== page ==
Mast Truss Glass, presenting an elegent exposed facade support structure.

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Mast truss glass façade systems use tension elements to stabilize a central compression component typically called "the mast", usually a tube or pipe section. The cables attach at the mast ends and incrementally at the ends of “spreaders” struts of varied length attached at intervals along the length of tube. Similar to the mast of a sailing yacht, pin-connected bracing struts extend from the center mast to cable or rod bracing stays, and act to stiffen the mast.

Short-span systems can use masts braced on two opposing sides to form a two-dimensional truss element, which can then be placed at each glazing grid module. Equally simple cable bracing can be used to stiffen the trusses laterally. Long-span systems can use trusses braced on three or four sides set at some multiple of the glass grid module, with horizontal mast or cable trusses spanning between them to match the glazing grid.

In this case horizontal cable trusses would require heavy boundary structure to resolve prestress loads. Glazing support is typically provided by one set of the bracing struts extending out to define the glazing plane and provide attachment, such as spider connection, for the glass system.Refer to "Tata steel construction" for further details on design and specification of steel membranes. A large cavity double-skin facade could be easily accommodated by this truss system, with glass planes at both ends of the spreaders, or at the mast plane and either end of the spreaders.

Aesthetically, mast truss glass typically present a predominant, yet elegant, exposed structure. Some designers prefer a dominant structural presence, to feature the structure rather than minimize it. This system provides an excellent opportunity for this kind of aesthetic treatment of the facade.

The transparency of mast truss systems is significantly more than simple truss systems, but still less than the tension-based systems.

The improved transparency is largely as a result of lifting the glazing plane away from the structure. This invariably has the affect of reducing the weight of the structural system and increasing the perception of transparency to the envelope.

Sunlight control issues start to get more problematic, as the structures are less accommodating to add-on systems such as canopies and louvers. The glass plane is extended out from the truss body and restrained against out-of-plane lateral movement by the truss.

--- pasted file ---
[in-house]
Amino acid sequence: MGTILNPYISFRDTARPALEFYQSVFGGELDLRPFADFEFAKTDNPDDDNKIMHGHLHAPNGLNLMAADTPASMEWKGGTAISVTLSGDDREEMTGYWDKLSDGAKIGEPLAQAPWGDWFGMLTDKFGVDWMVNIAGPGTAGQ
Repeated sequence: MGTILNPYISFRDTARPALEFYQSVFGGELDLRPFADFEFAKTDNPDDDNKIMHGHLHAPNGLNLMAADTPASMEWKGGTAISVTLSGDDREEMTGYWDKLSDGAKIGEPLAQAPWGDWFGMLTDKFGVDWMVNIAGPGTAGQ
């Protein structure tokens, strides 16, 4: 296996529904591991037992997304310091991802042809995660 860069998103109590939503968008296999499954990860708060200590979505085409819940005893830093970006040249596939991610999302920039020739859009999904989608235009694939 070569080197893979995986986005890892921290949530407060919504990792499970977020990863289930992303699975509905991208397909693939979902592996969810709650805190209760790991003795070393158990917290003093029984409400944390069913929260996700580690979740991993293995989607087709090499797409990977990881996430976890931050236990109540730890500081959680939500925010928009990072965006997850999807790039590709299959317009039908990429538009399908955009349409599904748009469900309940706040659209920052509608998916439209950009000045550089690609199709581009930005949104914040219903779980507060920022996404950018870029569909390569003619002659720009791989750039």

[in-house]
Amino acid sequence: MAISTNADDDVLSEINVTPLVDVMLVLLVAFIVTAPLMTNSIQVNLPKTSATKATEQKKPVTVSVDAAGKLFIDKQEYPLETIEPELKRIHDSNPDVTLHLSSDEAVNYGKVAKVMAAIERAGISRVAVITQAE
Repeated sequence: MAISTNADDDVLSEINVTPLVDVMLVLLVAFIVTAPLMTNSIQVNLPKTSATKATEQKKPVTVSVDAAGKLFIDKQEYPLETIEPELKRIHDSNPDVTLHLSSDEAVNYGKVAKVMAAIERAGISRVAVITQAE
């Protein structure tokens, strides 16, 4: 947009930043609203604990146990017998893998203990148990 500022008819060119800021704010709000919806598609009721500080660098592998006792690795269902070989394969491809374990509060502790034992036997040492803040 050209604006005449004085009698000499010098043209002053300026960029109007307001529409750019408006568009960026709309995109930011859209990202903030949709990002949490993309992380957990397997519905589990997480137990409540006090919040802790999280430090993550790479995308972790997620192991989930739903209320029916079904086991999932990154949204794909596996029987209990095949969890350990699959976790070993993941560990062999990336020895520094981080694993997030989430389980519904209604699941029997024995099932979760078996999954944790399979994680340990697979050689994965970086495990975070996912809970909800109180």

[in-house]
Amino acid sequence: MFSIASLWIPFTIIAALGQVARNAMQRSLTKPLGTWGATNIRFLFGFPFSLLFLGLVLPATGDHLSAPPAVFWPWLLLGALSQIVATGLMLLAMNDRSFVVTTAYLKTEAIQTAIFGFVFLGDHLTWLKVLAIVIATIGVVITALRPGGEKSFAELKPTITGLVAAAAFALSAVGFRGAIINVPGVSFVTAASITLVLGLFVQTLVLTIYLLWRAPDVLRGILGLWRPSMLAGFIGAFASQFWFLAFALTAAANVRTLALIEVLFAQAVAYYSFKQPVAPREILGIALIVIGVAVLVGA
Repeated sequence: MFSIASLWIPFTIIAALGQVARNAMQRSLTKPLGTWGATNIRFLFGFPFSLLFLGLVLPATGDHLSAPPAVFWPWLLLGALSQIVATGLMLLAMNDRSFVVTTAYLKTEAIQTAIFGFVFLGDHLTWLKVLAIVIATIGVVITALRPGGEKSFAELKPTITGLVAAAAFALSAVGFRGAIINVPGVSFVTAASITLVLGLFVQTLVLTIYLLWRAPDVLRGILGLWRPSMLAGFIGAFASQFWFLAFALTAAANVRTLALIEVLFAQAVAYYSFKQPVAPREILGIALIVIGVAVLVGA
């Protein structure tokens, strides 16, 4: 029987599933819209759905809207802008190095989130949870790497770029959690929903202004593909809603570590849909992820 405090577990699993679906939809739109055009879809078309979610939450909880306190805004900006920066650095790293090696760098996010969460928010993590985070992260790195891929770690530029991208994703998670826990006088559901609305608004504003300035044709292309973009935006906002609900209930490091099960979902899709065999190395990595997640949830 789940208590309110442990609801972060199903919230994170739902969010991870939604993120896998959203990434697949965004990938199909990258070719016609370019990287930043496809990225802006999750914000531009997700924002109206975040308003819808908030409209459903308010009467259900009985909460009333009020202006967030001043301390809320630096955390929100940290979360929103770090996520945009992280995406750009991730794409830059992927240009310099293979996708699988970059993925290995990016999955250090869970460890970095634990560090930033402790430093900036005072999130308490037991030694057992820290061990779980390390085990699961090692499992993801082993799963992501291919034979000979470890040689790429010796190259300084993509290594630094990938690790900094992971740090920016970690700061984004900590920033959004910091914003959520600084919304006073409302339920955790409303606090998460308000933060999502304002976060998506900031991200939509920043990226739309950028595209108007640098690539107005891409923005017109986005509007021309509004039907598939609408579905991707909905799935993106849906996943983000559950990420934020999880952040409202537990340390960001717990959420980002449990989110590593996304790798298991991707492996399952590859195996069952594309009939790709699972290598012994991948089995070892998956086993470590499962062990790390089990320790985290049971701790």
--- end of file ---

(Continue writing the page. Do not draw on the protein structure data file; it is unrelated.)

The vertical dead load of the glass is typically carried by a suspended dead load cable running immediately behind the glass plane and supporting the ends of the extended bracing struts.

Deflections due to the weight of the glazing on the overhead structure should be accounted for in the design and installation of the truss system. Typical deflection criterion of this system is limited to span/175. Refer to "Center for Window & Cladding Technology" for further details and information". Mast truss glass systems are flexible in their spanning capacity. Spans in the 6 to 20 meters range are reasonably economical. Longer span are also achievable.

Truss design may be complicated by the requirements of accommodating building movement at the interface of facade and supporting structure or other systems.

Trusses can be hung or base-loaded. Hung trusses can be lighter, but require heavy steel overhead support.

Mast truss glass systems are typically base loaded, and not designed to support the roof, meaning the truss-top connection detail must be designed to transfer lateral loads from the facade into the roof structure, but not pick up any vertical dead or live loads from the roof structure. Roof deflections relative to the facade must be carefully analyzed and allowed for in mast design. Extreme Loading Analysis is a good source for modeling and analyzing this type of structure.

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